Lindquist and Seitz’s The Elements of Literacy (1-21), Scribner’s three metaphors for literacy

A rambling response to Lindquist and Seitz’s The Elements of Literacy (1-21)

Every time I read of Sylvia Scribner’s three metaphors for literacy, I find myself relating primarily (almost exclusively?) to the “literacy as state of grace” metaphor – not because I’m a religious person (though I suppose that’s part of it), but because that “grace” has been my experience with literacy. I experience literacy as something that makes me simply enjoy life more, as something that makes me savor my thoughts as well as the thoughts of others, as something that I feel is making me a richer person.

And this time reading about the three metaphors was no different – I had the same response. But this time I also began to think more about why. I fully recognize how the other definitions – of literacy as power and as adaptation – work and are true (to their limited extent). But I think I’m realizing how those factors, how the way in which literacy as adaptation and as power, have been true for me, so to speak, but how I have been mostly unaware of them. No, that’s not quite it either. It’s 1) how perhaps other socioeconomic forces in my  life have “taken care of” those other needs (for adaptation and for power) in my life (e.g., financial support from parents and partners), and 2) how therefore I have been much less aware of the ways in which literacy has aided me (with adaptation and power). Or I have underestimated the ways in which literacy has helped me in those ways.

More specifically, I am a middle-aged woman with almost two masters degrees who has rarely in her working life made above $20,000 a year. For about eight years (in the late 1980s / early 1990s), I did make almost $40,000, but that’s only about one-fourth or one-third of my working life. And that was a case of literacy making direct profit — I was a production supervisor and then a product development specialist at a pre-press graphics company. The other times, I was able to continue to be a student/TA or work at a fairly-low salary at a Writing Center and meanwhile be financially-supplemented by parents and then by my partner. So I’m just thinking about how literacy has been to me probably just as much about “adaptation,” “power,” and “grace,” but that the latter, the third, has been the only I’ve been able to focus on, to enjoy, while the other two went unnoticed.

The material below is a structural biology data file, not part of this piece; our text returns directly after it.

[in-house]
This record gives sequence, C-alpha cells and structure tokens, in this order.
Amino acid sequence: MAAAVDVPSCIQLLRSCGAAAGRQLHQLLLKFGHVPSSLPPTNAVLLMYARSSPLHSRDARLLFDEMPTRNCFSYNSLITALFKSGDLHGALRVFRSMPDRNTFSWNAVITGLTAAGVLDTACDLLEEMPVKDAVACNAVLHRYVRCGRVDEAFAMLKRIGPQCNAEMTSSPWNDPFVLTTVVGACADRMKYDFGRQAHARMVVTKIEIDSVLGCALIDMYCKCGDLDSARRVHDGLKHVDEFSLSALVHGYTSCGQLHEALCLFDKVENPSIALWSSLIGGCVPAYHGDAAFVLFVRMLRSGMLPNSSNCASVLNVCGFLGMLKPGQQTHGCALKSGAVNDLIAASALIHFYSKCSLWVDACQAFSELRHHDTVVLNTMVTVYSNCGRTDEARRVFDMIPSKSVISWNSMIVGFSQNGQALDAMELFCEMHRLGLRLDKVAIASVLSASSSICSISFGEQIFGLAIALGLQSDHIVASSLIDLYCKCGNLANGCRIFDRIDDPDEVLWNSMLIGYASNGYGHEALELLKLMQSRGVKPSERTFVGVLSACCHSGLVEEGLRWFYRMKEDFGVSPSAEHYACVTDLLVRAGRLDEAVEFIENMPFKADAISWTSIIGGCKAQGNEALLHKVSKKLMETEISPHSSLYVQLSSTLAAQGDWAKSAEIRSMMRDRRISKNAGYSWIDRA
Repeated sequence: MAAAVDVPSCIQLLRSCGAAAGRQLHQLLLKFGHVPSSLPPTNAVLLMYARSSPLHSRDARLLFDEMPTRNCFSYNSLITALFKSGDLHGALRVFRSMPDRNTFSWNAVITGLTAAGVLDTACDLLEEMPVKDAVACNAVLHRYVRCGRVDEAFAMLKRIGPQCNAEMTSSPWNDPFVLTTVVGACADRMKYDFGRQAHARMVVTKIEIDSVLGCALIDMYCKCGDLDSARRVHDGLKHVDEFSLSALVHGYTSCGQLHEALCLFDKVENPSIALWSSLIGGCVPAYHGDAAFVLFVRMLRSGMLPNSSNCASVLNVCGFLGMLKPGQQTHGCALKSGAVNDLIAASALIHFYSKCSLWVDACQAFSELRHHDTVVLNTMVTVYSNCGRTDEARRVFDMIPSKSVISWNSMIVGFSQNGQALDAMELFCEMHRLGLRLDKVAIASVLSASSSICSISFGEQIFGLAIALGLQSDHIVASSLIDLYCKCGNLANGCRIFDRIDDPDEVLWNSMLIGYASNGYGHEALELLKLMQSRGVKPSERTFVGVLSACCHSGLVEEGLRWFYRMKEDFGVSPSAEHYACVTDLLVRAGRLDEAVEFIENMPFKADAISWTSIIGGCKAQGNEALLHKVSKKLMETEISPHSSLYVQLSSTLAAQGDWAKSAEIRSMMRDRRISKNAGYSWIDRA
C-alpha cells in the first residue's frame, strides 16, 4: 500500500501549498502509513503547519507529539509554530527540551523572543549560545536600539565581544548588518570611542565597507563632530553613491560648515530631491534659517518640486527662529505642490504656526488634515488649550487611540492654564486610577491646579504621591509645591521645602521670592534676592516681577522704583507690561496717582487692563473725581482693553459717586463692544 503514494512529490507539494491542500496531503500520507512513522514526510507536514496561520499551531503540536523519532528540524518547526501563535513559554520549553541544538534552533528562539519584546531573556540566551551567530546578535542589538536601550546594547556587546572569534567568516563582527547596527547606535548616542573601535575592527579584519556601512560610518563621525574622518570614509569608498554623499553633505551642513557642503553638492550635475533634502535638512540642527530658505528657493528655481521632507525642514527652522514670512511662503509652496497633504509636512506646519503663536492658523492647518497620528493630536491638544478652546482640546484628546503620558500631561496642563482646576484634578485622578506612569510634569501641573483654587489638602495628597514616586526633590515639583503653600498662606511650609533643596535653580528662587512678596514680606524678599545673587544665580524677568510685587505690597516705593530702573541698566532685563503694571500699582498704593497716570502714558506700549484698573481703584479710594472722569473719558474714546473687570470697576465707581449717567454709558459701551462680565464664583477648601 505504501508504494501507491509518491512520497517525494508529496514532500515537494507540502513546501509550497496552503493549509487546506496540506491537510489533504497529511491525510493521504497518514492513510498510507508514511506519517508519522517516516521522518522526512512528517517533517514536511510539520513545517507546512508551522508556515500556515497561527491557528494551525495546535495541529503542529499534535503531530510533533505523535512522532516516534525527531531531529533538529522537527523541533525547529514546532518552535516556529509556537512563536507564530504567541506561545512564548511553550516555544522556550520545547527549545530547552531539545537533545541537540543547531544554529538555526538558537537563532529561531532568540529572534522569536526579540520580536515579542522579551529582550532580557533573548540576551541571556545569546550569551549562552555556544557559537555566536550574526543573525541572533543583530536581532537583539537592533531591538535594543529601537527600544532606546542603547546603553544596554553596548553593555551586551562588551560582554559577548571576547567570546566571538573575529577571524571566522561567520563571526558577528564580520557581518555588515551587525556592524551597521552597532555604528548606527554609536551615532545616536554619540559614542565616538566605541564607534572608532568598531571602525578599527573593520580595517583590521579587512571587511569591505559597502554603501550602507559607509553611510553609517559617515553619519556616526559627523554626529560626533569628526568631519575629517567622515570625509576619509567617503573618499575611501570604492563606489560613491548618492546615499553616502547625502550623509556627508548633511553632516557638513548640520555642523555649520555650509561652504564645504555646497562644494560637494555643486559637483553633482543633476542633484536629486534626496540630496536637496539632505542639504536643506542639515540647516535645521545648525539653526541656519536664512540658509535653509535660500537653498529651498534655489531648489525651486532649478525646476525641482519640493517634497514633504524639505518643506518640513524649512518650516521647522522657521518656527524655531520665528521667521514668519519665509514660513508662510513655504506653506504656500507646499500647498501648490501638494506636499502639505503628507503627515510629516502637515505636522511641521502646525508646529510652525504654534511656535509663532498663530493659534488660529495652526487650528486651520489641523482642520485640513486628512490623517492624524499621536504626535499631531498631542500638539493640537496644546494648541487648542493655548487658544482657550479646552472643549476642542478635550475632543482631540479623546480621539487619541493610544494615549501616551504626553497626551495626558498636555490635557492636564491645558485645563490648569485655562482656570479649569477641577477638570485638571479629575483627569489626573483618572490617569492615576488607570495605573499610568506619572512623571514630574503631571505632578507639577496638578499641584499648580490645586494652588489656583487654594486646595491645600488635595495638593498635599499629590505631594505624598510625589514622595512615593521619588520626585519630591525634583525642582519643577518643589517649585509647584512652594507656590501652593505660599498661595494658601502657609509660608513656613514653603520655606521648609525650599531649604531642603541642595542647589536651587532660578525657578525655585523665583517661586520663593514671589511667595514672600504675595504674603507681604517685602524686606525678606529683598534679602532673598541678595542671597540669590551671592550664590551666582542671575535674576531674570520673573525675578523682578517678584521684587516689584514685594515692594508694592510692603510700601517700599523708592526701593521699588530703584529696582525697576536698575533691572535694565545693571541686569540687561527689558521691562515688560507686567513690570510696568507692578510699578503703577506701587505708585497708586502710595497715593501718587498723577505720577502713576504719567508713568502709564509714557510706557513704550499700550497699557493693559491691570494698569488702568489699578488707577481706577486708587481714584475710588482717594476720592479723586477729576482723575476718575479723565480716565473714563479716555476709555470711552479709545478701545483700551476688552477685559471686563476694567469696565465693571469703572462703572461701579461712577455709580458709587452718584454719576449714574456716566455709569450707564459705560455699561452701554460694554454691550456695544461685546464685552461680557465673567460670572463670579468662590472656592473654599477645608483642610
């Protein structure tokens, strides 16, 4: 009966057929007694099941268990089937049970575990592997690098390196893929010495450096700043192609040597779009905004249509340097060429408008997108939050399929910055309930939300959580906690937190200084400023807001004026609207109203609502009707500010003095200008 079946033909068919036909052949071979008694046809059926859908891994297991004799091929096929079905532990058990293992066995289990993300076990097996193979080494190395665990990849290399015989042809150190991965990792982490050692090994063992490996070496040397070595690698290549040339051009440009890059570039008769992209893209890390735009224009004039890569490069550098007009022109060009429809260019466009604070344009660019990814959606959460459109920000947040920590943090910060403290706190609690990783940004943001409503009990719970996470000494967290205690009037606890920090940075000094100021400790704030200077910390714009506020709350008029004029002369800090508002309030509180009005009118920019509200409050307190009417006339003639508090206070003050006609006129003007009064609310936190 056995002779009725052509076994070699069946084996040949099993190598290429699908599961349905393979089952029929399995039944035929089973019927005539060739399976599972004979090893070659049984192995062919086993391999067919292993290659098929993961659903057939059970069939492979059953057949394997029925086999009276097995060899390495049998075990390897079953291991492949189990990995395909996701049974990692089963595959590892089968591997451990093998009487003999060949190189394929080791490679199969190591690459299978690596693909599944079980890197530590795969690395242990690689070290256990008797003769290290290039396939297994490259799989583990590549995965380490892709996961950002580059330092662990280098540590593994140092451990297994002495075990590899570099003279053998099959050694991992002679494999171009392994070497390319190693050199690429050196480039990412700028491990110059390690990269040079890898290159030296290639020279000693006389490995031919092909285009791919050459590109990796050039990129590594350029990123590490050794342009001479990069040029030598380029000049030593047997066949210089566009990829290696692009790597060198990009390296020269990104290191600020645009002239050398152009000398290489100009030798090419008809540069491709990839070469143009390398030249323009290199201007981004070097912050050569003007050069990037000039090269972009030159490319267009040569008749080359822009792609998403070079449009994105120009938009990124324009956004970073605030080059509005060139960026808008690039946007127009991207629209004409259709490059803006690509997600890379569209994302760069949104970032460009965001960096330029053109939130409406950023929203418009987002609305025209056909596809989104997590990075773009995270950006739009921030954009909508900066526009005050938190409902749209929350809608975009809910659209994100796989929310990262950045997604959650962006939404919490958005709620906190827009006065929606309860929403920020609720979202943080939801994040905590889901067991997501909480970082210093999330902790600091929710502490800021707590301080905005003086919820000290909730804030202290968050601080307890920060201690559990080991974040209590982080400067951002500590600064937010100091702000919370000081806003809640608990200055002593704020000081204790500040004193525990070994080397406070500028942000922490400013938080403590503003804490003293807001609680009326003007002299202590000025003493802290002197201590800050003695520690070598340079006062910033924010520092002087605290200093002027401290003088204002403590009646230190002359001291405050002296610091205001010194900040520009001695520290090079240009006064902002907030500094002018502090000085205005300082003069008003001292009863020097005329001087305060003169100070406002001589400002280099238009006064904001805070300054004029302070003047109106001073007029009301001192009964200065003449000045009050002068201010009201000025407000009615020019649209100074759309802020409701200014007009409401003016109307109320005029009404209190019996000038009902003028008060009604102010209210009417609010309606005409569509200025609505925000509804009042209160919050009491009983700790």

But then it’s interesting that that phenomenon – that being unaware of one’s socioeconomic support, it becoming invisible – is such a common experience, common phenomenon, and that it is exactly one of the reasons we need to focus on, to examine material practices and let those practices shows us what’s really going on, socioeconomically and perceptually in people’s literacy lives.

I also found Lindquist and Seitz’s discussion of the various spatial locations of literacy very helpful, especially in the way in which each helps provide insights about literacy but also obscures things.  I should’ve been so surprised (and I was — a bit) at the way President Bush oversimplified literacy (as a quantifiable and scientific phenomenon). But Lindquist and Seitz’s comparison of literacy as just as much a slippery word to define as love – was helpful, too, in that it was a reminder that there is a tendency to want to wrestle difficult abstract concepts or issues to ground in order to make them more manageable. And that that impulse is – I hate to wax psychological here, but – that that impulse is one of those human self-deluding mechanism (if that makes sense). It’s one of those things we do – over-simplify things – very often without even realizing we’re doing it AND with the sanction of society to do it (if THAT makes sense). I guess I’m thinking here about how some cultural _____ are or become self-perpetuating. We were talking in Literature and Pedagogy class this morning about how the literary canon re-produces itself, has this ability to continually recreate and perpetuate itself. And I wonder if oversimplification of complex societal problems is also a kind of self-perpetuating thing.

Whatever the reason (and I do like to get into underlying reasons – why, why, why), it’s helpful to me to simply be aware that oversimplification of literacy (and other complex, un-pin-down-able concepts) is easy to do and will continue to happen. It’s the kind of phenomenon to work against all the time.  With me, in this latest case, it was the assumption that “literacy as grace” was the my primary experience with literacy. And it still is my primary CONSCIOUS experience with literacy; it’s still the experience of literacy that I primarily value. But I also realize more how much the other factors / definitions play a part.

If we could all just be aware of what we’re not paying attention to… ;)

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